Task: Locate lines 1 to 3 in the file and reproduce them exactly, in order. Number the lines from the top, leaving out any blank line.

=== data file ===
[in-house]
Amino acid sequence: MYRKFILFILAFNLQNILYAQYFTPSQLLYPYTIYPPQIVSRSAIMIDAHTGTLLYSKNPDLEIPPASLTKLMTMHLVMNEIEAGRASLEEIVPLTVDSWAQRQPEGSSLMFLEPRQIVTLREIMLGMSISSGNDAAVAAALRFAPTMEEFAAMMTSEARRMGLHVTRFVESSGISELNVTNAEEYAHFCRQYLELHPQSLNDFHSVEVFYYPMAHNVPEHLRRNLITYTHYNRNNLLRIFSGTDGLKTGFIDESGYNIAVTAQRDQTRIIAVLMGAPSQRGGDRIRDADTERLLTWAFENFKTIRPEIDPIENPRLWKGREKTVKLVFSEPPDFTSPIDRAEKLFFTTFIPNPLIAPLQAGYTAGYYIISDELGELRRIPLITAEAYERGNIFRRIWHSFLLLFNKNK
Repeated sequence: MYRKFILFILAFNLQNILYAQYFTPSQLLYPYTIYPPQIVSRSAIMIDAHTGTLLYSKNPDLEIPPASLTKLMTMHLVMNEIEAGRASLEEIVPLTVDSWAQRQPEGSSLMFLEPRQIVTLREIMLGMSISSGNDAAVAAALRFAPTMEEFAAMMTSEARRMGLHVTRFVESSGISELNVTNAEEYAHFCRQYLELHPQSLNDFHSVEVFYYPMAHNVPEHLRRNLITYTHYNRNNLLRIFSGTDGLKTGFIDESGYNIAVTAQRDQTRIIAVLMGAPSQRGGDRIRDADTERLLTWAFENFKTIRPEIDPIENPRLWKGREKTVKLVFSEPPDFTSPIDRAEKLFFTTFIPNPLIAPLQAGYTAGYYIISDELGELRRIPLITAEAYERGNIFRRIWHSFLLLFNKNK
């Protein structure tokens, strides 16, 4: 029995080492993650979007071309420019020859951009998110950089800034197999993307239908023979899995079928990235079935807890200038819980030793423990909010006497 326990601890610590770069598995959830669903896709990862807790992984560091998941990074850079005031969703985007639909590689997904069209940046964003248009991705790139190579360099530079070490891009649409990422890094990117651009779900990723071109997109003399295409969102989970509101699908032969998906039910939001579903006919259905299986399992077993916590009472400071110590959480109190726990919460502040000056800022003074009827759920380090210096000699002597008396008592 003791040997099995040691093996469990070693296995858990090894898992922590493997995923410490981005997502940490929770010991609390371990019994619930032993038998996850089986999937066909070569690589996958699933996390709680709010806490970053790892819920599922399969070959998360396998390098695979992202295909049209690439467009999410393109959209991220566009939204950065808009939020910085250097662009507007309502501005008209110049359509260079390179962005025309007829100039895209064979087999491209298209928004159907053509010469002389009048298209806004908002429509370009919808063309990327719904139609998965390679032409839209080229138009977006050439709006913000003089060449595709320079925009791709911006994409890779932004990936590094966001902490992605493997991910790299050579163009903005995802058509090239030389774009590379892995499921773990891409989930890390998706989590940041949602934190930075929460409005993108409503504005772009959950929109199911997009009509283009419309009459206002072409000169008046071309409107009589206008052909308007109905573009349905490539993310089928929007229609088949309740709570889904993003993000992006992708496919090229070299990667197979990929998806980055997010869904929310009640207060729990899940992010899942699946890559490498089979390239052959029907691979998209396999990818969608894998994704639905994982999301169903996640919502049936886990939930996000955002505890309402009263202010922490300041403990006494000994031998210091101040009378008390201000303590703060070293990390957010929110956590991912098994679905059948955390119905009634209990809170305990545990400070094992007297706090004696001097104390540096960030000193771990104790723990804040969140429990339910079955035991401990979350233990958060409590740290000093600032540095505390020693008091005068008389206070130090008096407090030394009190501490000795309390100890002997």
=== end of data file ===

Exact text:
[in-house]
Amino acid sequence: MYRKFILFILAFNLQNILYAQYFTPSQLLYPYTIYPPQIVSRSAIMIDAHTGTLLYSKNPDLEIPPASLTKLMTMHLVMNEIEAGRASLEEIVPLTVDSWAQRQPEGSSLMFLEPRQIVTLREIMLGMSISSGNDAAVAAALRFAPTMEEFAAMMTSEARRMGLHVTRFVESSGISELNVTNAEEYAHFCRQYLELHPQSLNDFHSVEVFYYPMAHNVPEHLRRNLITYTHYNRNNLLRIFSGTDGLKTGFIDESGYNIAVTAQRDQTRIIAVLMGAPSQRGGDRIRDADTERLLTWAFENFKTIRPEIDPIENPRLWKGREKTVKLVFSEPPDFTSPIDRAEKLFFTTFIPNPLIAPLQAGYTAGYYIISDELGELRRIPLITAEAYERGNIFRRIWHSFLLLFNKNK
Repeated sequence: MYRKFILFILAFNLQNILYAQYFTPSQLLYPYTIYPPQIVSRSAIMIDAHTGTLLYSKNPDLEIPPASLTKLMTMHLVMNEIEAGRASLEEIVPLTVDSWAQRQPEGSSLMFLEPRQIVTLREIMLGMSISSGNDAAVAAALRFAPTMEEFAAMMTSEARRMGLHVTRFVESSGISELNVTNAEEYAHFCRQYLELHPQSLNDFHSVEVFYYPMAHNVPEHLRRNLITYTHYNRNNLLRIFSGTDGLKTGFIDESGYNIAVTAQRDQTRIIAVLMGAPSQRGGDRIRDADTERLLTWAFENFKTIRPEIDPIENPRLWKGREKTVKLVFSEPPDFTSPIDRAEKLFFTTFIPNPLIAPLQAGYTAGYYIISDELGELRRIPLITAEAYERGNIFRRIWHSFLLLFNKNK